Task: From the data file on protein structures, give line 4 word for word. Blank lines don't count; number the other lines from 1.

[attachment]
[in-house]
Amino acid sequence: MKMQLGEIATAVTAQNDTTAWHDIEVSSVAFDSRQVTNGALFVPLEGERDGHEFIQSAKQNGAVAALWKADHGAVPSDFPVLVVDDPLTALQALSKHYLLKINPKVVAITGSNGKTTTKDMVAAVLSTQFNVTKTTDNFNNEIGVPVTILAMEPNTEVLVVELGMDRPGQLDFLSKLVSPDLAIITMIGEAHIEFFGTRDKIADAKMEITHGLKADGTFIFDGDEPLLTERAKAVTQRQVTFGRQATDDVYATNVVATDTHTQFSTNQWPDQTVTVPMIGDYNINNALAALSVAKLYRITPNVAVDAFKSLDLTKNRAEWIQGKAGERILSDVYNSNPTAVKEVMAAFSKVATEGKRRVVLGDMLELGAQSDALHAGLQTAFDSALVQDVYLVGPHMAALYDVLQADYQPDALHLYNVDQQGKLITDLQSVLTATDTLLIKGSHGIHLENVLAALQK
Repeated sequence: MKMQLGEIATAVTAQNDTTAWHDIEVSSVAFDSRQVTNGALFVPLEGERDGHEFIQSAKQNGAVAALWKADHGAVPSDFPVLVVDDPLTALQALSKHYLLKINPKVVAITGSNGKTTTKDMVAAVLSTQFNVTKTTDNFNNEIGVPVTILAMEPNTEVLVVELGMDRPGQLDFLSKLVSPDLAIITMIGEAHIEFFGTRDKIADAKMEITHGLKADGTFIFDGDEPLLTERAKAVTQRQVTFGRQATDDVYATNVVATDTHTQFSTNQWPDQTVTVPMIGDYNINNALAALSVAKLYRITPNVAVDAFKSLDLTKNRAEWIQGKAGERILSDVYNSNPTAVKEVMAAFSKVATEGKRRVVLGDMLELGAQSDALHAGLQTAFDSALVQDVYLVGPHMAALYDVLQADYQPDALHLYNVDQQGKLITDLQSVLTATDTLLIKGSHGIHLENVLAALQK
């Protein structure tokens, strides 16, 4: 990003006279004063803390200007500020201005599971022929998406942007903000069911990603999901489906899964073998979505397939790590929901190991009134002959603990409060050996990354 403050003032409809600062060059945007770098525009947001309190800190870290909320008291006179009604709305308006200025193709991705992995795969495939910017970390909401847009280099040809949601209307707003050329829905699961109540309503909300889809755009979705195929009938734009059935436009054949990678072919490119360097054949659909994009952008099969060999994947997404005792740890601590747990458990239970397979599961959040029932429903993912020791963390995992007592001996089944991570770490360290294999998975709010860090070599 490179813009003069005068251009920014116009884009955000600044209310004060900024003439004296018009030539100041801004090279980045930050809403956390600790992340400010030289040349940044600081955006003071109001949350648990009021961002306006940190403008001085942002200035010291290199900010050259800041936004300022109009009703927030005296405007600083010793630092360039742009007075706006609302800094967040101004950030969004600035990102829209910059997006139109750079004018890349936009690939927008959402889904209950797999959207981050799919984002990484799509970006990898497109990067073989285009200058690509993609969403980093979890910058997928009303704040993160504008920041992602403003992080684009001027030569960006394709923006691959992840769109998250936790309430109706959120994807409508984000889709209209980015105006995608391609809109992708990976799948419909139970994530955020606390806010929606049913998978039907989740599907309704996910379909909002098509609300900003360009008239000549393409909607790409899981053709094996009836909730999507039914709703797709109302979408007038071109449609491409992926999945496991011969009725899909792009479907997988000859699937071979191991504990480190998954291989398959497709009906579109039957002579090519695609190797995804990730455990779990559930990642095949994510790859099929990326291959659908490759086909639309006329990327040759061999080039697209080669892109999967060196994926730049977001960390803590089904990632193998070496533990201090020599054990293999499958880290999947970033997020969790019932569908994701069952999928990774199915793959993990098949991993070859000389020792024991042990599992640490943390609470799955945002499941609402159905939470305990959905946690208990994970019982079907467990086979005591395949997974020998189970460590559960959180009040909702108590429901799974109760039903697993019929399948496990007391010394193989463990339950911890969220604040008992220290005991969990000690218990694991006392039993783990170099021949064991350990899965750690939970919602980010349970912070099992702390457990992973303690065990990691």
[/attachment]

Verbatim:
């Protein structure tokens, strides 16, 4: 990003006279004063803390200007500020201005599971022929998406942007903000069911990603999901489906899964073998979505397939790590929901190991009134002959603990409060050996990354 403050003032409809600062060059945007770098525009947001309190800190870290909320008291006179009604709305308006200025193709991705992995795969495939910017970390909401847009280099040809949601209307707003050329829905699961109540309503909300889809755009979705195929009938734009059935436009054949990678072919490119360097054949659909994009952008099969060999994947997404005792740890601590747990458990239970397979599961959040029932429903993912020791963390995992007592001996089944991570770490360290294999998975709010860090070599 490179813009003069005068251009920014116009884009955000600044209310004060900024003439004296018009030539100041801004090279980045930050809403956390600790992340400010030289040349940044600081955006003071109001949350648990009021961002306006940190403008001085942002200035010291290199900010050259800041936004300022109009009703927030005296405007600083010793630092360039742009007075706006609302800094967040101004950030969004600035990102829209910059997006139109750079004018890349936009690939927008959402889904209950797999959207981050799919984002990484799509970006990898497109990067073989285009200058690509993609969403980093979890910058997928009303704040993160504008920041992602403003992080684009001027030569960006394709923006691959992840769109998250936790309430109706959120994807409508984000889709209209980015105006995608391609809109992708990976799948419909139970994530955020606390806010929606049913998978039907989740599907309704996910379909909002098509609300900003360009008239000549393409909607790409899981053709094996009836909730999507039914709703797709109302979408007038071109449609491409992926999945496991011969009725899909792009479907997988000859699937071979191991504990480190998954291989398959497709009906579109039957002579090519695609190797995804990730455990779990559930990642095949994510790859099929990326291959659908490759086909639309006329990327040759061999080039697209080669892109999967060196994926730049977001960390803590089904990632193998070496533990201090020599054990293999499958880290999947970033997020969790019932569908994701069952999928990774199915793959993990098949991993070859000389020792024991042990599992640490943390609470799955945002499941609402159905939470305990959905946690208990994970019982079907467990086979005591395949997974020998189970460590559960959180009040909702108590429901799974109760039903697993019929399948496990007391010394193989463990339950911890969220604040008992220290005991969990000690218990694991006392039993783990170099021949064991350990899965750690939970919602980010349970912070099992702390457990992973303690065990990691």